Supreme Court Rules Drug Dog Search Without a Warrant Unconstitutional

Filed under: Criminal Law, Drug Crimes by Contributor @ March 28, 2013

On March 26, the United States Supreme Court decided Florida v. Jardines, which raised the question of whether or not a police dog searching for the odor of drugs on a person’s porch without a warrant constitutes a violation of the Fourth Amendment’s prohibition of unreasonable searches and seizures. In a 5-4 opinion, the Court ruled that this action does constitute a search, and thus, is a violation of the Fourth Amendment. Justice Antonin Scalia authored the opinion for the majority, joined by Justices Thomas, Ginsburg, Sotomayor, and Kagan (the latter three Justices also delivered a concurring opinion). Justice Samuel Alito authored the dissenting opinion, joined by Chief Justice Roberts and Justices Kennedy and Breyer.

In November 2006, the Miami-Dade Police Department received an anonymous, unverified tip that marijuana was being grown in the residence of Joelis Jardines. The following month, MDPD Detectives William Pedraja and Douglas Bartelt walked up to the house, accompanied by a drug-sniffing dog, Frankie. Frankie paced back and forth, using a technique known as “bracketing”, in which a drug dog attempts to locate the point where a drug’s odor is strongest. Frankie eventually located the scent and sat down right in front of the door, signaling to Detective Pedraja that the odor of a drug was emanating from under the door. Frankie’s job was done, and the three left the premises, spending less than two minutes on the property. An hour later Pedraja obtained a search warrant and returned to the house to execute the warrant, accompanied by DEA agents. Jardines fled the house and was promptly arrested by a DEA agent and charged with trafficking in excess of 25 pounds of marijuana, a felony of the first degree.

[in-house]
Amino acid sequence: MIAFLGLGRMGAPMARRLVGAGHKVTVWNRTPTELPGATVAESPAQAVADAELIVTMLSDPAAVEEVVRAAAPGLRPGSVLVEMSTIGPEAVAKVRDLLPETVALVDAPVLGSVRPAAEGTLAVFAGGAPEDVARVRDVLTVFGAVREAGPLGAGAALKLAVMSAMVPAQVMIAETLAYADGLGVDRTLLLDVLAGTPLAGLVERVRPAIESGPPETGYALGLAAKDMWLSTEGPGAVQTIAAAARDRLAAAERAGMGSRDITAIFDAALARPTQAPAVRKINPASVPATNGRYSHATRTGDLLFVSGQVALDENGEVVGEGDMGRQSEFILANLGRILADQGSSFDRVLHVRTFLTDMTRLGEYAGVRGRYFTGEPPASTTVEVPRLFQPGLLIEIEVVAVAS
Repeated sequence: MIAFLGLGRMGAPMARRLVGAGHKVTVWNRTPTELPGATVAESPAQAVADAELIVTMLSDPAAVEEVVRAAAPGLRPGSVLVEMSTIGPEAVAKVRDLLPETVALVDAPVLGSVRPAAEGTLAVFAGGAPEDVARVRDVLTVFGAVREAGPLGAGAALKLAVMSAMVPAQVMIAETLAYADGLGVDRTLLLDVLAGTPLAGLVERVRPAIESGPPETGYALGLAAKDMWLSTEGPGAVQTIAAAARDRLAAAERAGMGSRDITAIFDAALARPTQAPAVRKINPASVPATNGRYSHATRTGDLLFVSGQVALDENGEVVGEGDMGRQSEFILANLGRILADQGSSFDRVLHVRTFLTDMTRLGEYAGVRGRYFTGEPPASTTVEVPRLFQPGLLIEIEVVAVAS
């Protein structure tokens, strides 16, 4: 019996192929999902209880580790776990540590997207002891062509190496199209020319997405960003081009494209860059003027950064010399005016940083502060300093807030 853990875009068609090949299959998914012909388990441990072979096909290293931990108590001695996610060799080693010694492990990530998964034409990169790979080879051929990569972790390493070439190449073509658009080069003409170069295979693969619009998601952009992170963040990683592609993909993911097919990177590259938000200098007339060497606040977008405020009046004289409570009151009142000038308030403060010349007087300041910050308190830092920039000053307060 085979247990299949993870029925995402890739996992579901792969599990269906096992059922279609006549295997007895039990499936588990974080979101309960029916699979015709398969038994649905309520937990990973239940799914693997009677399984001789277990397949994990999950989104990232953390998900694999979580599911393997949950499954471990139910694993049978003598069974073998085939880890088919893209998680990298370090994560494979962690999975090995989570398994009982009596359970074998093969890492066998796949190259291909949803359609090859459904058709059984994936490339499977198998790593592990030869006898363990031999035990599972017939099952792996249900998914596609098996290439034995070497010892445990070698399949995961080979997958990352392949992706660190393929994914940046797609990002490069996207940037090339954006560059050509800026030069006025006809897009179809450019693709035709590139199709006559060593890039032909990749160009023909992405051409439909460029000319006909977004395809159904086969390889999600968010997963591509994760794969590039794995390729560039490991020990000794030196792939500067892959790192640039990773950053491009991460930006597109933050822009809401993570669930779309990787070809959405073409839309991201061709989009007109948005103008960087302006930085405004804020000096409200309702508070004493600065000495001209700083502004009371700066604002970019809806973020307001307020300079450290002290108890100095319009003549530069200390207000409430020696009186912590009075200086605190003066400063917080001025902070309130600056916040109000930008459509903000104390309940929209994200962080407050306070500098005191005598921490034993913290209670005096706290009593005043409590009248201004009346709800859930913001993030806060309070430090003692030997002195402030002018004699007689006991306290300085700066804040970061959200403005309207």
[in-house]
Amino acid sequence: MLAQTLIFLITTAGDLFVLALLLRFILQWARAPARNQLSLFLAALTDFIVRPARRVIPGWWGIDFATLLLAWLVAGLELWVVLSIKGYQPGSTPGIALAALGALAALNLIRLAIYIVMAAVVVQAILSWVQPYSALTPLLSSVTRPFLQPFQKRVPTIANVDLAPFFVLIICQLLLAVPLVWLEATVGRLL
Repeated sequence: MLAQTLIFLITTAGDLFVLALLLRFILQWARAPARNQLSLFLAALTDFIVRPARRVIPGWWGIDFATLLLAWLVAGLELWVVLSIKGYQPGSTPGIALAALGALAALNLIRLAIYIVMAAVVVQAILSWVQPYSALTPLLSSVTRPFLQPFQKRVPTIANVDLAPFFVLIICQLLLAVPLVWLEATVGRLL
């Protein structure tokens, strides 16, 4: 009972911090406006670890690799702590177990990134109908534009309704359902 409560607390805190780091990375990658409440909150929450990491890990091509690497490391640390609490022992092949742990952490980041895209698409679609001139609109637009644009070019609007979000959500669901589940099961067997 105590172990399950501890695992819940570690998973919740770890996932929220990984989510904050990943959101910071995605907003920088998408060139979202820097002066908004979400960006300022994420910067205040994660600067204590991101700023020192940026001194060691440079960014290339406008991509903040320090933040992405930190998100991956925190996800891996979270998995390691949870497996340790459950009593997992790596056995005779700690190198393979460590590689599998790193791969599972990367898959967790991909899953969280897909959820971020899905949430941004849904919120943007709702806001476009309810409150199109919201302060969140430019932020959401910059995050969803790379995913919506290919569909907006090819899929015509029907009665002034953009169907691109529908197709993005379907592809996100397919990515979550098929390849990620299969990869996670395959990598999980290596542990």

Jardines moved to suppress the marijuana that was discovered, arguing that it was seized as a result of an unreasonable search. The trial court granted the motion, but the prosecution appealed and the Florida Third District Court of Appeal reversed that decision. Jardines then appealed the Third District Court’s decision, which was overturned by the Florida Supreme Court. Finally, prosecutors appealed the Florida Supreme Court’s decision, and the United States Supreme Court granted certiorari.

In his opinion, Justice Scalia relied heavily on the common law notion that for any individual to enter the curtilage of a house, he may do so only with an implicit or expressed invitation or license. An expressed invitation is straightforward; what exactly constitutes an implicit invitation is not as clear. A simple knocker on a door gives an individual a license to walk up to the door and knock in order to converse with someone inside. The same applies even to solicitors and peddlers, whose presence is largely unwelcome. A key point of Scalia’s reasoning is that an individual is granted a license to enter the curtilage of a house only for a specific reason. A knocker is an implicit invitation that grants a license to a person only to attempt to converse with a resident…this rule “is generally managed without incident by the nation’s Girl Scouts and trick-or-treaters. Thus, a police officer not armed with a warrant may approach a home and knock, precisely because that is no more than any private citizen might do” (internal quotations omitted). The knocker does not, however, grant a license to search the premises with a drug-sniffing dog, and as such, the police had no right to be on the property. Scalia further clarified this distinction with an ironic example, reasoning that “[t]o find a visitor knocking on the door is routine (even if sometimes unwelcome); to spot that same visitor exploring the front path with a metal detector, or marching his bloodhound into the garden before saying hello and asking permission, would inspire most of us to—well, call the police.”

The dissent disagreed with the majority’s rationale that the police lacked the license to enter the curtilage. Justice Alito likens the police in this situation to mail carriers, who enter the curtilage of a house without knocking and without any intent to converse. Alito also noted that dogs have been domesticated for 12,000 years, and not one court has ever ruled that a dog may not accompany an owner or handler to the door of a residence.

Florida v. Jardines is a logical extension of the Court’s decision in Kyllo v. US (2005, holding that the government may not use “a device that is not in general public use” to conduct a warrantless search from the exterior of a building). It is important to note, however, that Jardines does not protect an individual in a vehicle from a drug-sniffing dog searching the area immediately surrounding the vehicle. That was decided in Illinois v. Caballes (2005). Despite this, Jardines is a victory for Fourth Amendment rights.

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